At a formal media briefing after the mini-ministerial of October 13 and 14, Yeo claimed that "75 per cent" agreement on the new negotiating mandate had been reached. The basis for this agreement was a draft ministerial declaration that had been jointly prepared prior to the Singapore meeting by the Chairman of the WTO General Council Stuart Harbinson of Hong Kong (China) and WTO Director-General Mike Moore. This text provided the basis for a virtually complete agreement on the future direction of negotiations in the thorny area of agricultural trade. On anti-dumping measures, the situation remains more ambivalent, while on implementation issues, there still remains some distance to be covered.

The Harbinson text proposed that implementation issues could be considered under two broad categories. Annexure I in the text listed out a range of matters that needed immediate action by the WTO Council. Another set of issues was grouped together in Annexure II, for which the WTO Council would be obliged to develop recommendations for final decision at the Doha ministerial meeting.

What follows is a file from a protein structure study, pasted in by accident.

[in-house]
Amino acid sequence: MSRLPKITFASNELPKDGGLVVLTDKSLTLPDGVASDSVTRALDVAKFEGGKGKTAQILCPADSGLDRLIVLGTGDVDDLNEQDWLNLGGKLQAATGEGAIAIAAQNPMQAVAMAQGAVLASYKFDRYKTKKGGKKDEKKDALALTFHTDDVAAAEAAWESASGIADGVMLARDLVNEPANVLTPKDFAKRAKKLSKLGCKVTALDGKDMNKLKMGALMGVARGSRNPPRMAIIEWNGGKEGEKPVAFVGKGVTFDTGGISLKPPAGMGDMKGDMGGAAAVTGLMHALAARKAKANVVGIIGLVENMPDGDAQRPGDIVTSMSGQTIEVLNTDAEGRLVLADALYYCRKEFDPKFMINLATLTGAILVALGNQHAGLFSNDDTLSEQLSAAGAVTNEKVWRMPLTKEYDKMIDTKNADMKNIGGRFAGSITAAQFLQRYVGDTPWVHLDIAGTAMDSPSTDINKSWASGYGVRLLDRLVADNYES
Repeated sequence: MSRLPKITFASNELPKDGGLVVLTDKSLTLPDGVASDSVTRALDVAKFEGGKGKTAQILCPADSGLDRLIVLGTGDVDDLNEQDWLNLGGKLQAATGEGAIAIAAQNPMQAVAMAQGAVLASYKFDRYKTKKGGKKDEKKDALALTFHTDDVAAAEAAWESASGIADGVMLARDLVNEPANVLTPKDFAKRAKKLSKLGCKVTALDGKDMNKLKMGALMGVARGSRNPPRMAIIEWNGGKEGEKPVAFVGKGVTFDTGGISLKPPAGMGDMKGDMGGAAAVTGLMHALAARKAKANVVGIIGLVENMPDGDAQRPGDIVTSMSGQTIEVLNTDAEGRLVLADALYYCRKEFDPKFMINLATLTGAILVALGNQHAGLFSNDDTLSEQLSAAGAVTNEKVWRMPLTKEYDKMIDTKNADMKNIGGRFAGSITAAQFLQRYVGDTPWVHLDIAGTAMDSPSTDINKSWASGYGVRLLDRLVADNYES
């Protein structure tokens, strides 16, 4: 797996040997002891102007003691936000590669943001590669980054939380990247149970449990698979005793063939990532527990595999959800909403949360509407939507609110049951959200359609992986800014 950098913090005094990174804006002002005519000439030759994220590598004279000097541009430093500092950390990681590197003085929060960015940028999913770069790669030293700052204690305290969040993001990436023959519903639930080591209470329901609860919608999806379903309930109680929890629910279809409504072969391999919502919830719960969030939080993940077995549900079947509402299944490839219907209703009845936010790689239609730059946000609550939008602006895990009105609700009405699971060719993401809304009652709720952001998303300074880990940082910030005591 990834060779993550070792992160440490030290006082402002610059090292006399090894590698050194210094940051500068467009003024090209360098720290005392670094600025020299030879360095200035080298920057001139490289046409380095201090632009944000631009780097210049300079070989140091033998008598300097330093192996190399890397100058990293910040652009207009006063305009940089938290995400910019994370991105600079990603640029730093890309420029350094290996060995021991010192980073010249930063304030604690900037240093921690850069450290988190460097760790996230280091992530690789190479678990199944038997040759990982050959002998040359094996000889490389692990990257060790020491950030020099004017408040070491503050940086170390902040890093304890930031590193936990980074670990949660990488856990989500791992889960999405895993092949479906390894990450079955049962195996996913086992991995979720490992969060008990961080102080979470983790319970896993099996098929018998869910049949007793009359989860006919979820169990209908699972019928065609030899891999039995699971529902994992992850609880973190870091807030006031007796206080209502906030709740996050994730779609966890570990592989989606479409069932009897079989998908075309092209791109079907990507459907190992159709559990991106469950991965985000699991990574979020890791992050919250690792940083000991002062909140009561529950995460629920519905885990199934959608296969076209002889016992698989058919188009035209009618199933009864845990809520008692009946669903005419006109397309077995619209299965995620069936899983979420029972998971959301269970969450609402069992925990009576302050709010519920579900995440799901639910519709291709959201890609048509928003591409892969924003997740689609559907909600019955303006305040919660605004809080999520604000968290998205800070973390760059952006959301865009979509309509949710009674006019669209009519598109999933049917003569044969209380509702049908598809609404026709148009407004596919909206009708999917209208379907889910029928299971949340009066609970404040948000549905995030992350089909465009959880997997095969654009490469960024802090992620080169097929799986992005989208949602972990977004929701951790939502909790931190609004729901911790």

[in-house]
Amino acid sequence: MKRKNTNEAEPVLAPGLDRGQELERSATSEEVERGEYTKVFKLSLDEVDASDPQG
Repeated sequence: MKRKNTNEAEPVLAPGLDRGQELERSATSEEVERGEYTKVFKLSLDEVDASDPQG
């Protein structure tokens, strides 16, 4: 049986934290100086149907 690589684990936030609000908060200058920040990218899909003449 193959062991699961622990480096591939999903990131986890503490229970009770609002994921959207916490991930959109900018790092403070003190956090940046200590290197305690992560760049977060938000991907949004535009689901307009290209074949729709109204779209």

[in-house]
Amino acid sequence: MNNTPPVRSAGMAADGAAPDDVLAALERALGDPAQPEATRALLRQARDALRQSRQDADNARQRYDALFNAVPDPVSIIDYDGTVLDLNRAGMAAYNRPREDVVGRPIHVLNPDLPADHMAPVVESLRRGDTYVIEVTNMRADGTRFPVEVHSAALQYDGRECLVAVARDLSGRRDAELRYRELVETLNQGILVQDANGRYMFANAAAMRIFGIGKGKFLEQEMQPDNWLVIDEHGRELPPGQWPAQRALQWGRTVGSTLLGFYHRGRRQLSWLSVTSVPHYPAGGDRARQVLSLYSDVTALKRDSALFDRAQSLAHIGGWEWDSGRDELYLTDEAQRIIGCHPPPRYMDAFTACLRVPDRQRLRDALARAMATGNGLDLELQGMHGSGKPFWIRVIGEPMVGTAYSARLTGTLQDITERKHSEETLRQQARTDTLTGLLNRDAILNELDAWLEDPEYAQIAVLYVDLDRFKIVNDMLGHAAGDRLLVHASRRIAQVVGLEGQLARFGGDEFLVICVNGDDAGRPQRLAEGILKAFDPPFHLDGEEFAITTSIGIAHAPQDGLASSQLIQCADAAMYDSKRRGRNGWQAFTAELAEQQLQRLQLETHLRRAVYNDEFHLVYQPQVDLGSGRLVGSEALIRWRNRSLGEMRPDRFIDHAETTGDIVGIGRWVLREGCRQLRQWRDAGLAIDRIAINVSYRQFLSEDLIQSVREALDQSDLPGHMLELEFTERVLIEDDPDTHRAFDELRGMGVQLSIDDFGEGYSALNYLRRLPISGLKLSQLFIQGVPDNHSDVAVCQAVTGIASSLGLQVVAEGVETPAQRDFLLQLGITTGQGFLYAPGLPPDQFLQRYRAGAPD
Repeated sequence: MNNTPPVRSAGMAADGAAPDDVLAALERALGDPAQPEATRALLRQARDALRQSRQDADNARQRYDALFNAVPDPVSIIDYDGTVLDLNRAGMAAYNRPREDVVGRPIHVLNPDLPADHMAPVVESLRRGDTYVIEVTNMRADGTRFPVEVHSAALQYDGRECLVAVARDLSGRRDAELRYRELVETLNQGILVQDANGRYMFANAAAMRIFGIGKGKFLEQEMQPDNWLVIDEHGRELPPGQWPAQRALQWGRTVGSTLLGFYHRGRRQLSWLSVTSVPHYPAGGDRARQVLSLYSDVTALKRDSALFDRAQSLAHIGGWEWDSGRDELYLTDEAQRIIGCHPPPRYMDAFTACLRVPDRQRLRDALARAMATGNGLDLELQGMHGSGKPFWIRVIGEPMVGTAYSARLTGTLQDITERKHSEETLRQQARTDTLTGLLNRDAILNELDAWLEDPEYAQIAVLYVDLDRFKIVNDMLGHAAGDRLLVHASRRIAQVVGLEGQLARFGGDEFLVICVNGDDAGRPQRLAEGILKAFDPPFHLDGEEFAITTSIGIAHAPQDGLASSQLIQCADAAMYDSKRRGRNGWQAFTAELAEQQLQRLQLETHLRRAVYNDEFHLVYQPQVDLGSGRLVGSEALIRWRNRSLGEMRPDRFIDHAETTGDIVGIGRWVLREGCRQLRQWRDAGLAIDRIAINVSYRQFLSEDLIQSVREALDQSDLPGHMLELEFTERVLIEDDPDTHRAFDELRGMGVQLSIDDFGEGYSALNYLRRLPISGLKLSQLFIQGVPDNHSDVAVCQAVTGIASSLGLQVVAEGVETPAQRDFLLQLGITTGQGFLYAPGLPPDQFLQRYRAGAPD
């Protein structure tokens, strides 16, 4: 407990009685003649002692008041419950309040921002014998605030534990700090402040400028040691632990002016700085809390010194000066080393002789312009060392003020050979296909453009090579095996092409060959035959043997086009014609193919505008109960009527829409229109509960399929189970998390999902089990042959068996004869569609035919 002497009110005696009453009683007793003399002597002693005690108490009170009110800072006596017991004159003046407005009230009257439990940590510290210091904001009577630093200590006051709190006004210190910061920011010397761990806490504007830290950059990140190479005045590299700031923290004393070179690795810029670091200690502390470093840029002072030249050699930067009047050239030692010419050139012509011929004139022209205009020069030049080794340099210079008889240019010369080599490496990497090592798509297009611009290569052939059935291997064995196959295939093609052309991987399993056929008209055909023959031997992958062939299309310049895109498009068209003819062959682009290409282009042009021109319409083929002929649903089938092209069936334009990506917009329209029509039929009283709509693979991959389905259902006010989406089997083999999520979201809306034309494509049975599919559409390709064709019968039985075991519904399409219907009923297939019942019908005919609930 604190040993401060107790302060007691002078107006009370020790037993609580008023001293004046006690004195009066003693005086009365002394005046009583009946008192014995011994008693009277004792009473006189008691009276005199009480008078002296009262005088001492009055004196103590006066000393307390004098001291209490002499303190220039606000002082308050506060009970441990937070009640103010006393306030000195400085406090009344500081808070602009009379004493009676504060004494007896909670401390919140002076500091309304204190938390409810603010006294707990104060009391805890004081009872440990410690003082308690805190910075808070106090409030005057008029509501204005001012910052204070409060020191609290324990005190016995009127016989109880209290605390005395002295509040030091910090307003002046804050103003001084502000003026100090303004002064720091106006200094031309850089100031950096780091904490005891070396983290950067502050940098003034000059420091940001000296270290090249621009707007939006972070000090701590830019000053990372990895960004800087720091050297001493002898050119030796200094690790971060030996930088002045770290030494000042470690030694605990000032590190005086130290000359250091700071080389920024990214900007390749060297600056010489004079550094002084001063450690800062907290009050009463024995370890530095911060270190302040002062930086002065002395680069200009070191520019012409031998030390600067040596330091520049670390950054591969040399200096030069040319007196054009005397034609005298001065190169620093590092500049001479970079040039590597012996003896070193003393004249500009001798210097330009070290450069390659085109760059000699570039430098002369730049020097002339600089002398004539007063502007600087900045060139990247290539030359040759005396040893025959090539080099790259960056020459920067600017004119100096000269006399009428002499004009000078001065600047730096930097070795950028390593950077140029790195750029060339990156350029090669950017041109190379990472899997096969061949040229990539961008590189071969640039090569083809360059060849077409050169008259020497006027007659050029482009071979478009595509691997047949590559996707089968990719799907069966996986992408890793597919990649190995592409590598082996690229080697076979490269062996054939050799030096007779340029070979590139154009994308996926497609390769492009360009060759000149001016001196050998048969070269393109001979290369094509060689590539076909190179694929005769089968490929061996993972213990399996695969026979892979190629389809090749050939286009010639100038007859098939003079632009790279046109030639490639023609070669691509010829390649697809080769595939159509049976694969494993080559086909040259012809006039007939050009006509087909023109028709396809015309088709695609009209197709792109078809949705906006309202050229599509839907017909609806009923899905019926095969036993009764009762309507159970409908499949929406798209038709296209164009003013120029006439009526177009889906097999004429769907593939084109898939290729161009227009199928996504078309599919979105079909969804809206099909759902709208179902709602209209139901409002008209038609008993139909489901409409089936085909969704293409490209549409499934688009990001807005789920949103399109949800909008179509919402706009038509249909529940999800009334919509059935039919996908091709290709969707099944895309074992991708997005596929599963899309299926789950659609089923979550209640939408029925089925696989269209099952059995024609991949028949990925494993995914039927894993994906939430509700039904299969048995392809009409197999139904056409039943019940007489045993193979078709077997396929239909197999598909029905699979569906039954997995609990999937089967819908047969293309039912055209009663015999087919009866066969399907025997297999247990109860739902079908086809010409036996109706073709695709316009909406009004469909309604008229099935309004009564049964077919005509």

The Singapore "mini-ministerial" has reportedly decided to merge the two annexures into a single list of issues on which decisions would be made before the Doha meeting. These would be subject to ratification by the full 145-nation conference of Trade Ministers, but all other concerns related to the implementation of the Uruguay Round would be left for the new round of negotiations.

This is not a situation that is much to India's liking, since it would need to enter into the new round of negotiations while its most basic concerns with existing agreements remain unaddressed. India's most insistent demands over the last few years have been to review the agreements on agriculture, trade-related aspects of intellectual property rights (TRIPS) and textiles and clothing. Union Commerce Minister Murasoli Maran, who represented India at Singapore, apparently was told by U.S. Trade Representative Robert Zoellick that the only way to ensure that this range of concerns was assuaged was to enter into a new round of negotiations.